CSCs are considered as one of the causes of tumor resistance and relapse (114116). Hirsch et al (117) revealed that low doses of metformin may selectively kill breast CSCs (cluster of differentiation (CD)44high/CD24low) in four genetically different types of breast cancer (MCF-7, SKBR3, MDA-MB-486 and MCF-10A). Additionally, metformin combined with doxorubicin may kill both CSCs and non-stem cancer cells in vitro, and the remission time was longer when compared with single-agent therapy in a xenograft mouse model (117). A further two studies also demonstrated that metformin may kill breast CSCs (118,119). Shank et al (120) discovered that metformin may restrict the growth and proliferation of ovarian CSCs in vitro and in vivo. Additionally, by re-expressing the miRNAs (let-7a, let-7b, miR-26a, miR-101, miR-200b and miR-200c) that are typically lost in pancreatic cancer and decreasing the expression of CSC-specific genes (including CD44, epithelial cell adhesion molecule, enhancer of zeste homolog 2, Notch-1, Nanog and octamer-binding transcription factor 4), metformin may attenuate the function of CSCs and may be useful for overcoming therapeutic resistance in pancreatic cancer cells (121). Recently, certain studies revealed that metformin may inhibit the growth of prostate and gastrointestinal CSCs (122,123). Florio (124) discovered that metformin selectively inhibits the proliferation of human glioblastoma CSCs through the direct inhibition of chloride intracellular channel-1. Therefore, metformin has become recognized as a novel therapeutic option for targeting CSCs (125,126).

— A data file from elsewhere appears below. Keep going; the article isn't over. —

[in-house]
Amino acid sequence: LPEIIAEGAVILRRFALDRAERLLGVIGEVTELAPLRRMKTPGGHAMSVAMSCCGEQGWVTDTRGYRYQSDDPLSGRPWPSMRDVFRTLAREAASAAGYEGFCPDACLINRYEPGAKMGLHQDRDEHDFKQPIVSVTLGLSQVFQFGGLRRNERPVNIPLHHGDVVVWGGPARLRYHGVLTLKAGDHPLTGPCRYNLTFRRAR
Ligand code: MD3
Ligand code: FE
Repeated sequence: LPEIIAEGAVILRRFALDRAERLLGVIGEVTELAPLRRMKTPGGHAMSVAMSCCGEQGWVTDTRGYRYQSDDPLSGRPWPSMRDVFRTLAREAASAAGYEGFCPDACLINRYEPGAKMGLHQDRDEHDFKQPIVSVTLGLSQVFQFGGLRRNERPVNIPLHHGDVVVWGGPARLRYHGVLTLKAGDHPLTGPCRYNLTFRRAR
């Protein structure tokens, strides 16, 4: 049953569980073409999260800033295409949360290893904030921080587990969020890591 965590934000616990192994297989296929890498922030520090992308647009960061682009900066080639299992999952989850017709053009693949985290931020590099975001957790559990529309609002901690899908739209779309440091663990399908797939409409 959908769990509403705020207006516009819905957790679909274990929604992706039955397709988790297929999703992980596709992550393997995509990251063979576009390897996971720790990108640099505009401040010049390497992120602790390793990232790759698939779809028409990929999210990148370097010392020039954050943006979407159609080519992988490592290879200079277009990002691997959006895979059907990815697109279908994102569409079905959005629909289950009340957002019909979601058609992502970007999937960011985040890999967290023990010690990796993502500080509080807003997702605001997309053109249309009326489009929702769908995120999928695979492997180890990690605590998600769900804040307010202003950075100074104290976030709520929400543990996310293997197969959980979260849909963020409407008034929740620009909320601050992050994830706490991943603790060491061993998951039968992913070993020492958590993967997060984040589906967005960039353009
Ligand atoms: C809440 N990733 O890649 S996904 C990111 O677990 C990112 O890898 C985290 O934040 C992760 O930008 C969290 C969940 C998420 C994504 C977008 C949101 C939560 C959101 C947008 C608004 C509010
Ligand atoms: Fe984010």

Conclusion

Metformin is the first-line drug for the treatment of T2DM. Epidemiological and basic studies have demonstrated that it may also inhibit the growth of a variety of tumor cells, and an increasing number of ongoing clinical trials on the antitumor activity of metformin are being processed for the treatment of cancer. Metformin has been proven to be safe as a treatment drug for T2DM and has subsequently been used clinically for a number of years. If large-scale clinical trials are able to attest to the antitumor effects of metformin, this drug may become an alternative cancer adjuvant therapy, providing a novel approach for cancer prevention and treatment.

Acknowledgements

The present study was supported by the National Natural Science Foundation of China (grant no. 81560030), the Natural Science Foundation of Jiangxi Province (grant no. 20151BAB205021), the Natural Science Foundation of Social Development Projects of Jiangxi Province (grant no. 20151BBG70170) and the Health and Family Planning Commission Projects of Jiangxi Province (grant no. 20161066).

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January 2018
Volume 15 Issue 1

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APA
Zi, F., Zi, H., Li, Y., He, J., Shi, Q., & Cai, Z. (2018). Metformin and cancer: An existing drug for cancer prevention and therapy (Review). Oncology Letters, 15, 683-690. https://doi.org/10.3892/ol.2017.7412
MLA
Zi, F., Zi, H., Li, Y., He, J., Shi, Q., Cai, Z."Metformin and cancer: An existing drug for cancer prevention and therapy (Review)". Oncology Letters 15.1 (2018): 683-690.
Chicago
Zi, F., Zi, H., Li, Y., He, J., Shi, Q., Cai, Z."Metformin and cancer: An existing drug for cancer prevention and therapy (Review)". Oncology Letters 15, no. 1 (2018): 683-690. https://doi.org/10.3892/ol.2017.7412